Spider-Woman: Tarantula Staple Food Gets A Snack: Cambodia
Hydrogen Powered Car That Emits Water No CO2: The Rasa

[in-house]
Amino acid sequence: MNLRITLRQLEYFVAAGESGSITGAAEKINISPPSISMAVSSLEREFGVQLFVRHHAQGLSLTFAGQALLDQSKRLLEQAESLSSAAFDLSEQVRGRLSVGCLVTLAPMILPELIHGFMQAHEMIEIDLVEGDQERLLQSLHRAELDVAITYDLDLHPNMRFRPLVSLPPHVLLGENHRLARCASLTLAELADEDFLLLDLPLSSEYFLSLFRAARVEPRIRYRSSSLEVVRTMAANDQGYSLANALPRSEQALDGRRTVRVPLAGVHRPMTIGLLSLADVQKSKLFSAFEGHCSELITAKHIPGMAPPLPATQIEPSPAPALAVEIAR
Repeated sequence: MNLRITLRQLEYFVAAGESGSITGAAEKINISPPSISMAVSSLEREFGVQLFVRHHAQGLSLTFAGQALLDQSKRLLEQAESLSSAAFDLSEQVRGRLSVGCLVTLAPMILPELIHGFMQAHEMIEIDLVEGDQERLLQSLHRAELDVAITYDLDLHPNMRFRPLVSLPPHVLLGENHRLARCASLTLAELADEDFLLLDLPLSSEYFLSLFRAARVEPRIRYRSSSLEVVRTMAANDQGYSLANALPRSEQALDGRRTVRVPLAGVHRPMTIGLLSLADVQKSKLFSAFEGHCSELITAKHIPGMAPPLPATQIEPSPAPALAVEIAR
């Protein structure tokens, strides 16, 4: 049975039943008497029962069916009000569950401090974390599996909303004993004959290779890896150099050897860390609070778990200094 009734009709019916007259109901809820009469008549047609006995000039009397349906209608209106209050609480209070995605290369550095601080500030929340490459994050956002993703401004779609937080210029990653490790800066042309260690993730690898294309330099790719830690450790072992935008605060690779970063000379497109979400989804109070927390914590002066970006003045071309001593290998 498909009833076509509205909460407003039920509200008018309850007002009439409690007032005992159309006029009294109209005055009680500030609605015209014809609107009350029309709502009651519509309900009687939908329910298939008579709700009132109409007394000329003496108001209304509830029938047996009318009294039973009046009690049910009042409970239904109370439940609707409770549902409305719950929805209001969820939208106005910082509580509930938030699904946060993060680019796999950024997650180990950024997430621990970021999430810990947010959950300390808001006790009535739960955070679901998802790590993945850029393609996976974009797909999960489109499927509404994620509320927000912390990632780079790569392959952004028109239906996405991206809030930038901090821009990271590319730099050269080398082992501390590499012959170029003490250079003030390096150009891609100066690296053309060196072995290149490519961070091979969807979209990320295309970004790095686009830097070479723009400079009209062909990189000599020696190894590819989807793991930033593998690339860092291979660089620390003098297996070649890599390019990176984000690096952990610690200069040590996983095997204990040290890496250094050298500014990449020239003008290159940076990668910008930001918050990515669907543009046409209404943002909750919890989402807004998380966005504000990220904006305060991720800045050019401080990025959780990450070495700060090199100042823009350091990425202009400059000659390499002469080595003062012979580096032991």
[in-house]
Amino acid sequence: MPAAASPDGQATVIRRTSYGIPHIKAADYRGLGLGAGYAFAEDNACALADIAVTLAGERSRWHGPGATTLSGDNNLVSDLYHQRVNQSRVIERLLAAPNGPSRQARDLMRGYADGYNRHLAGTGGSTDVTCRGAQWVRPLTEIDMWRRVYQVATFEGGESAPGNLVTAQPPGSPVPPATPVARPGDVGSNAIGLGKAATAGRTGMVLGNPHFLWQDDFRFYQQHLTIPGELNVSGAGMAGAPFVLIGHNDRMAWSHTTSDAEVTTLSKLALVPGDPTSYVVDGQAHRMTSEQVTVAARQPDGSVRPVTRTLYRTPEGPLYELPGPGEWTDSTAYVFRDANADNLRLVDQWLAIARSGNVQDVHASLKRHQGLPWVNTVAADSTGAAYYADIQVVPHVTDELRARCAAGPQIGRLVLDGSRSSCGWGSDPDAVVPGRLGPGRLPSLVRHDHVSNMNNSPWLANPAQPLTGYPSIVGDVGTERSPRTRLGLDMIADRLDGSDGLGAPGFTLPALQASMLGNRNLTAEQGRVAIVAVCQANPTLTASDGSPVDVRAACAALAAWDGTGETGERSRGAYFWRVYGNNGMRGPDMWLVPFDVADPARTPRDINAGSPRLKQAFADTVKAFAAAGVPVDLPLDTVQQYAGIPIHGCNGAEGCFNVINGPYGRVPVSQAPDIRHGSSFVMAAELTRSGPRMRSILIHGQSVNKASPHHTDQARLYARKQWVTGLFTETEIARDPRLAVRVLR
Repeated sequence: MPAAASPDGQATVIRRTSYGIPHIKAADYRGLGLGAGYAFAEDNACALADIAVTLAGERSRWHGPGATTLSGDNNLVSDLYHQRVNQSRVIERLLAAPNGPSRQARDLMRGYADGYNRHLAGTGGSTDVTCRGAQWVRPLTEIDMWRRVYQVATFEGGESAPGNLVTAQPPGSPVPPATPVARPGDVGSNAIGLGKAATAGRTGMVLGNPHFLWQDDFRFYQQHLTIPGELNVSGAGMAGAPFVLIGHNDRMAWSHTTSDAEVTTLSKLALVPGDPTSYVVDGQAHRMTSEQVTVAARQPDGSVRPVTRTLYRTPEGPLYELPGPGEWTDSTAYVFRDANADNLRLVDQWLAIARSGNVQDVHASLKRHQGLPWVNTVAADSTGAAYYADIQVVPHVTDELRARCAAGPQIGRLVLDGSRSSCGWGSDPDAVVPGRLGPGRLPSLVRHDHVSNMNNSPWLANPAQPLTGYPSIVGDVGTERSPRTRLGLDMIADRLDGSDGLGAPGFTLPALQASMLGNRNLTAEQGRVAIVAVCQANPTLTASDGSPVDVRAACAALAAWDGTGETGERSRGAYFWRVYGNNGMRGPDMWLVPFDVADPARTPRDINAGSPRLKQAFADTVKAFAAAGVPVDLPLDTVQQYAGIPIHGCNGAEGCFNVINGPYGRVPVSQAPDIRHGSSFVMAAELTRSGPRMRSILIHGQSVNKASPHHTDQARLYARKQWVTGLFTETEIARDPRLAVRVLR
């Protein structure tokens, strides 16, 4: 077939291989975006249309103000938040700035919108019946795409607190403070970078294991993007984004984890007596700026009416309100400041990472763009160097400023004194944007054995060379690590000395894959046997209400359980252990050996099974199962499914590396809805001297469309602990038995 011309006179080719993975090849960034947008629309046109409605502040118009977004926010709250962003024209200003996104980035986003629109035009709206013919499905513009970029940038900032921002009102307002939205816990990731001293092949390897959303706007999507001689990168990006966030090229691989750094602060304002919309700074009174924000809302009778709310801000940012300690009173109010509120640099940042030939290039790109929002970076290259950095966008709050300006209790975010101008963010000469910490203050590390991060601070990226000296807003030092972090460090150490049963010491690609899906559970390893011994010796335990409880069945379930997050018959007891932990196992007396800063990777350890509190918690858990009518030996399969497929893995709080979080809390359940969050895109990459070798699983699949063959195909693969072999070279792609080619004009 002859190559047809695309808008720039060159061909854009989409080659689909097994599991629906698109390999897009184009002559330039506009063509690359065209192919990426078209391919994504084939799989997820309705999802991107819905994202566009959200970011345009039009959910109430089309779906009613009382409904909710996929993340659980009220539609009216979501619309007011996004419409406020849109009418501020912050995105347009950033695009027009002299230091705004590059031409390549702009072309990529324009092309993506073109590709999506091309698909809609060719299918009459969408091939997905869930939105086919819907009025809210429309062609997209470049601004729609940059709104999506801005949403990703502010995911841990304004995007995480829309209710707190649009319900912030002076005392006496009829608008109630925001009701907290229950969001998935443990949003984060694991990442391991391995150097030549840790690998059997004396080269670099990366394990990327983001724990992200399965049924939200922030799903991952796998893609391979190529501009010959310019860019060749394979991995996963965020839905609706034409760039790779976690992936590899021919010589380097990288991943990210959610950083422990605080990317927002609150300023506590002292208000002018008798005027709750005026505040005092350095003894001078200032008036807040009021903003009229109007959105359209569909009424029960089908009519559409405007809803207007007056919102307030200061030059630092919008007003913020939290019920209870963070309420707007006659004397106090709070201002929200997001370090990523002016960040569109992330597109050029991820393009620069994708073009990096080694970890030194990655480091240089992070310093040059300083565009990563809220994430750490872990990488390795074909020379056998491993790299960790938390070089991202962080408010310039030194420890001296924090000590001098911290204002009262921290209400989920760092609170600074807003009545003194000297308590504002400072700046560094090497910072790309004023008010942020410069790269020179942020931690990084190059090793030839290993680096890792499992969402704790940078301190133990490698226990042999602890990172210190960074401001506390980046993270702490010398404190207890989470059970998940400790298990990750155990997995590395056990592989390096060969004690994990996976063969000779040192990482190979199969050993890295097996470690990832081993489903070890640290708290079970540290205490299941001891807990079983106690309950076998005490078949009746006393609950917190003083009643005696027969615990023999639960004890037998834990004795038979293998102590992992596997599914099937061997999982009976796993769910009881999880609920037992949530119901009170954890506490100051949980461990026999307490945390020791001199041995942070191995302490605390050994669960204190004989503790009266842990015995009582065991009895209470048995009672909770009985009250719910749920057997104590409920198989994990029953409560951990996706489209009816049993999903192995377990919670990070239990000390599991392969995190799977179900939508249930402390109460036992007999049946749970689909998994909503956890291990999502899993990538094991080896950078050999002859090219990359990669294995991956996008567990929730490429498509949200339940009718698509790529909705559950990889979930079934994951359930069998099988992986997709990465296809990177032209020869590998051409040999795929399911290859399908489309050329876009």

It’s been a long road for fuel cell cars to get to where they are now, a possible option. It all started back in the 1980s when fuel-cells themselves had to be physically shrunk to fit into a normal car, not the back of a van. Then they had to make them affordable and the fuel able to be widely available. All of these obstacles have been overcome yet fuel cell cars still have not been mass adopted. That is because they were not found to be very efficient. To produce the gas, compress it, and transport it is costly. However, there is a special little fuel cell car called Rasa that is drastically more economical and its creator has come up with a more efficient hydrogen distribution system too. The car and the system around are both part of a grand plan by the company Riversimple, founded by Hugo Spowers, former motor racer and mechanical engineer of race cars. Photo by: Simon Thompson Hydrogen powered vehicles: the Rasa 15 years ago Spowers stopped working with internal combustion engines when he had the idea of building a hydrogen-powered vehicle. He was determined to find a fundamental solution to the problems associated with carbon emissions and so he hand-built an aerodynamic car which weighs only 580 kilos, 40 kilos more than the battery of a Tesla Model S car. ( Also interesting:  Tesla Model S Got Hesla By Adding A Hydrogen Installation ) The Rasa is novel and sophisticated in engineering terms. A fuel cell provides electrical energy when hydrogen is combined with oxygen. That electrical energy powers the motors while emitting only water. The Rasa has a motor in each of its four wheels which provide drive and braking. Ultra-capacitors are used to store recovered energy from braking. A carbon tub keeps weight down, while a honed design cuts drag. The Rasa's reach It can drive about 482 km (300 miles) on a tank of just 1.5kg of hydrogen. The best part is, the hydrogen is compressed to 350bar, not the 700bar the industry majors use. This uses less energy and makes for much cheaper filling stations, hence a more economical system. If that’s not good enough, the Rasa is so green that its well-to-wheel CO2 emissions (even if the hydrogen is synthesized from natural gas) are about 40g/km. That CO2 figure is a lot better than any electric car that uses the UK’s mix of electricity generation. ( Also interesting:  Climate Change Efforts On Reducing CO2 Why Not Recycle It? ) {youtube}                                         Hydrogen Powered Car That Emits Water No CoO2: The Rasa   Pollution & Resources Spowers gave up being a motor racer because he wants to save the world and started developing the Rasa. Everything in the Riversimple’s business plan aligns to that aim. Spowers has to change everything about the traditional system and an incremental change wouldn’t do. Each of the changes demands that other things be changed. The whole system must change, in one leap. 'You can’t cross a canyon in two jumps'. Photo by: Riversimple Rasa rentals So what does this mean? The company will never sell a Rasa. Riversimple’s drivers will pay a monthly rental fee, to include depreciation, maintenance and, crucially, fuel. Done this way, said Spowers, everything points to a car that pollutes less and depletes fewer resources. Photo by: Simon Tompson The next step is to build charging stations for users and therefore make the product more attractive to consumers. Hydrogen cars can work alongside battery-powered electric vehicles in the future – a sustainable, greener world to come – to reduce CO2 emissions worldwide. By: RiversimpleCredit: Riversimple All about Hydrogen Transport